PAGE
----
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George Lucas loses $60 million on Red Tails


George Lucas claimed Red Tails was a ground breaking new movie about race that “white Hollywood” didn’t want him to make. In fact, it was actually just a remake of a movie from the 1995.

The movie is about the mother of all Black History myths, the Tuskegee Airmen. Instead of simply being happy that black pilots got to fly missions in WWII, condescending white liberals have created a fantastical mythology where black pilots were superior to white pilots. The hoax keeps getting debunked by real historians, but the white liberals dutifully re-invent the myth every few years.

Lucas couldn’t find anyone else who wanted to invest in a remake of a 17-year-old movie that was based on a hoax. So Lucas financed the movie by himself.

Forbes magazine is reporting that George Lucas has lost an estimated $60 million. Forbes called the movie a “vanity project” that was a “nearly unwatchable film with terrible acting and production values.”

The reality is the Tuskegee Airmen was a project of some Congressmen who thought the pilots would become positive role models for the black community. The first mission that they were used was over a small Italian Island. Commanding officers deemed their performance to be poor, prompting a Congressional hearing on whether or not to continue the project. In the end it was decided that providing the black community with male role models was more important than the actual numerical success of the black air units.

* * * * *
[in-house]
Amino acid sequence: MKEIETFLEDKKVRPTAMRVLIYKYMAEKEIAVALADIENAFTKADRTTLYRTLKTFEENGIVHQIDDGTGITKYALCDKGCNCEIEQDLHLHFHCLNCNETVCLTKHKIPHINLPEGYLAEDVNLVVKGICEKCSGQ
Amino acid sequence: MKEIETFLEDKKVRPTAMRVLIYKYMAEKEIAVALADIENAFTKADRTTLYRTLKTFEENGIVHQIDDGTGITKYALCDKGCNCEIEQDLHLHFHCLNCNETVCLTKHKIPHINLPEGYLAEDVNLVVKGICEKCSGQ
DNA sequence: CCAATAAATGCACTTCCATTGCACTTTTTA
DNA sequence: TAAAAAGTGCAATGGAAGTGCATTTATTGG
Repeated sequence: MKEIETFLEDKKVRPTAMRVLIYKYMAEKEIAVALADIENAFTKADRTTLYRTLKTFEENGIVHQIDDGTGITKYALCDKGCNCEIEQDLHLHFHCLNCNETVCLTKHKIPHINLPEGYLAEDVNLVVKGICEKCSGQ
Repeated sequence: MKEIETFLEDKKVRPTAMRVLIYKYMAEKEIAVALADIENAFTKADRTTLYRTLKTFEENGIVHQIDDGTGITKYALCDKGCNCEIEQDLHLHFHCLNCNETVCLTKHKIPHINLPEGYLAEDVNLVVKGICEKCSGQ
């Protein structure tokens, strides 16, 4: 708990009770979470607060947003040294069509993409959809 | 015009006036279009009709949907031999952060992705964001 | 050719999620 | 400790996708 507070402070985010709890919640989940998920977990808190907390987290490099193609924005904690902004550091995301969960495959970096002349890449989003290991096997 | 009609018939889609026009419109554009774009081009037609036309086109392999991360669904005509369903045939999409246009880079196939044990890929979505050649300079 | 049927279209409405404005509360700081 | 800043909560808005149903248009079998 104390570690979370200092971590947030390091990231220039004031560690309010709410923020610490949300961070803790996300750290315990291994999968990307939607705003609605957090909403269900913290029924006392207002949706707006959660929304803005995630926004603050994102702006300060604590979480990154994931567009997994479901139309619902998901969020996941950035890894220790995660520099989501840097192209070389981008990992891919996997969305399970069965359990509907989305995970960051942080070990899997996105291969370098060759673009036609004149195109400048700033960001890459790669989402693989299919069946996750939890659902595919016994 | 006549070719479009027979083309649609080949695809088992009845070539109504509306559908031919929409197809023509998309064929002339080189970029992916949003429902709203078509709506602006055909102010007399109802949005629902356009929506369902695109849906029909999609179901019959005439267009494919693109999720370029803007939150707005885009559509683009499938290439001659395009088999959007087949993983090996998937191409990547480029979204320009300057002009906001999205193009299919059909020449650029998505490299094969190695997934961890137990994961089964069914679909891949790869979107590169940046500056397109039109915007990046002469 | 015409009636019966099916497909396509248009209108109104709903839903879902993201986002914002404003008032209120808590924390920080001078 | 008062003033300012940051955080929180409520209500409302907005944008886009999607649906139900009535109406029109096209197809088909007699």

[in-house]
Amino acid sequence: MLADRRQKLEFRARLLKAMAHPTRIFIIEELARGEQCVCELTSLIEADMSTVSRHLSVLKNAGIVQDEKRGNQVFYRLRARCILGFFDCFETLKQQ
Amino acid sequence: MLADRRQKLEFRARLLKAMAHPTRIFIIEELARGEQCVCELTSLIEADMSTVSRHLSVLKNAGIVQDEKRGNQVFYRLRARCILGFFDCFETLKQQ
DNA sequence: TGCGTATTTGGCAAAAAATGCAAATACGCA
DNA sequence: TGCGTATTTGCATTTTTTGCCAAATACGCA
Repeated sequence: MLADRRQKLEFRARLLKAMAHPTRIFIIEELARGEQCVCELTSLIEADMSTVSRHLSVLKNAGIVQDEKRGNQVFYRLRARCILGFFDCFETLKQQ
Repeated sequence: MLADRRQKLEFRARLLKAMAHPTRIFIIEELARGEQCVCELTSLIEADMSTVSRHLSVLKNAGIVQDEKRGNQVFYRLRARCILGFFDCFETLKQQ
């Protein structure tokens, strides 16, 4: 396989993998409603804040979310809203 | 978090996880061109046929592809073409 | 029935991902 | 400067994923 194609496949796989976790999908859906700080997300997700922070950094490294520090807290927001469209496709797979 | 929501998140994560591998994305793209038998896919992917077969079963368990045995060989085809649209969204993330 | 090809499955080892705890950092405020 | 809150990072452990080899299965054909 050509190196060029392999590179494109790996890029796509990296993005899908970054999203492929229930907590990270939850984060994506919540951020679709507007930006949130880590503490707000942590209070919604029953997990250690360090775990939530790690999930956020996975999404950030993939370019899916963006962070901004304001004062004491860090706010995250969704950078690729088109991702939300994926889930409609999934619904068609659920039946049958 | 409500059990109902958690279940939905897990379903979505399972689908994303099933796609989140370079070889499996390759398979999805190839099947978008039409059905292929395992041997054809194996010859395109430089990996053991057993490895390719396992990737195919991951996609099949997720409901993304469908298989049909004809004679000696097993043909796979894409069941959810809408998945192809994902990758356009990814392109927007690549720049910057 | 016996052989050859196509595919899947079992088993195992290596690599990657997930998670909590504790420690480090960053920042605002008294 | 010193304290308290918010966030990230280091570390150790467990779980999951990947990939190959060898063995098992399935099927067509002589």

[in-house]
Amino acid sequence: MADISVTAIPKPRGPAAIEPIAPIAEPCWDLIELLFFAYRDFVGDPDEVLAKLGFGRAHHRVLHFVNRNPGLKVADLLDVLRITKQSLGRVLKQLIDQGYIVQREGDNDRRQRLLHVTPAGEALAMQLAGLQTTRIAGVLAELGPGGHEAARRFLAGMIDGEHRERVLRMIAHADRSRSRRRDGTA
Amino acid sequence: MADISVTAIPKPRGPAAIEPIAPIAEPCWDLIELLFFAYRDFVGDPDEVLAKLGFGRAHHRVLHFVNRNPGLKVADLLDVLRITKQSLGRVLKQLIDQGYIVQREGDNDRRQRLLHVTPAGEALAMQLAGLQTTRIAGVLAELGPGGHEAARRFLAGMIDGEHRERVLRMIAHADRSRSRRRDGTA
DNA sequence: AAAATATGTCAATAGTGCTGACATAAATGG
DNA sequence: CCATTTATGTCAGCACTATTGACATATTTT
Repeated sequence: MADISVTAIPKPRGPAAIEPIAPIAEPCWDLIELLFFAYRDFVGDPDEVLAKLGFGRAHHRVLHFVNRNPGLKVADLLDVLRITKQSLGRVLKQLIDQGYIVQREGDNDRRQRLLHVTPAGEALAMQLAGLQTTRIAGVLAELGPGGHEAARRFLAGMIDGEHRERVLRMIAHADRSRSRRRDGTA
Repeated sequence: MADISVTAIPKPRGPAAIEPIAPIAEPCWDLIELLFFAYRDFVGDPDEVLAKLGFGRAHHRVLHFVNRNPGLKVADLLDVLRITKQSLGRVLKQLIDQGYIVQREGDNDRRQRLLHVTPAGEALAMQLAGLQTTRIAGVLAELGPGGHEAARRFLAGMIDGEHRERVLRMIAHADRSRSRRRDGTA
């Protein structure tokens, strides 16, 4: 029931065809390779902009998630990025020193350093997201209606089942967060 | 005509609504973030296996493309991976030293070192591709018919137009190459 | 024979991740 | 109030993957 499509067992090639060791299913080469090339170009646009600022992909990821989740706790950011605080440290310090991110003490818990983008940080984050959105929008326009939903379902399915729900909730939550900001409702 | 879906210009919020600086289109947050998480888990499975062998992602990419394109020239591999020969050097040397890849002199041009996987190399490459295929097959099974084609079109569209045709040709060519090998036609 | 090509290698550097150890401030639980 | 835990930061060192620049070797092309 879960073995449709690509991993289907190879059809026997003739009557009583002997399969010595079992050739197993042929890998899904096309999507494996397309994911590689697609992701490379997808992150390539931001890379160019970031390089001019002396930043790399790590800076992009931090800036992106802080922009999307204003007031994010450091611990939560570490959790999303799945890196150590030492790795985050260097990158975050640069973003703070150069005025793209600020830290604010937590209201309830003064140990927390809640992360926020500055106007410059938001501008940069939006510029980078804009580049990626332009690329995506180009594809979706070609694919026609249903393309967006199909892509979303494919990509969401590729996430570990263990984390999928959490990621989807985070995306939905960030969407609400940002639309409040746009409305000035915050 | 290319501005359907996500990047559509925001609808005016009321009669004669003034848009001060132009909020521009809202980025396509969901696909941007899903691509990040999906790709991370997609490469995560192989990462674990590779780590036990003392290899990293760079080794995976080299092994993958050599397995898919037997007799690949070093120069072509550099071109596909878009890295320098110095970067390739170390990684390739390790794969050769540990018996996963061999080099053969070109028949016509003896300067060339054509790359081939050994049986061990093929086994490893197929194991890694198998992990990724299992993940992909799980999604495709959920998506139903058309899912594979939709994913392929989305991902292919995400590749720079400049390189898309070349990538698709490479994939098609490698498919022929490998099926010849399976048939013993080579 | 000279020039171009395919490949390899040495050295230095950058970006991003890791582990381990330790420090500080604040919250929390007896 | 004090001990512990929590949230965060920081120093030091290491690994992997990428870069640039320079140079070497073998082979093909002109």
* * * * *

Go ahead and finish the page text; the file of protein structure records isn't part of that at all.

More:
The unit that Lucas pretends to depict in Red Tails was given the most advanced planes, better than what the majority of white pilots were flying at the time. Here is the actual records from the US military.

White pilots flying the same planes and the same missions had a victory rate 350% higher than the black pilots.

When you compare the records of fighter groups flying the advanced P-51 planes in the 15th Air Force, we see that white fighter groups scored 2.26 victories for every plane lost. This is 3.5 times the rate of the black fighter group.

In other words, white pilots flying the same planes and the same missions were 350% more effective. Think of this as an investment. Every dollar invested in a black pilots yields $.66, while every dollar invested in a white pilot yields $2.26.

TABLE VII: COMPARISON OF FIFTEENTH AIR FORCE P-51 FIGHTER GROUPS
Fighter Group   Predominant race   Victories per aircraft lost in combat
31st                       White                             2.49
52nd                     White                             2.08
325th                   White                             2.22
332nd                  Black                             0.66 (This is the unit depicted in Red Tails)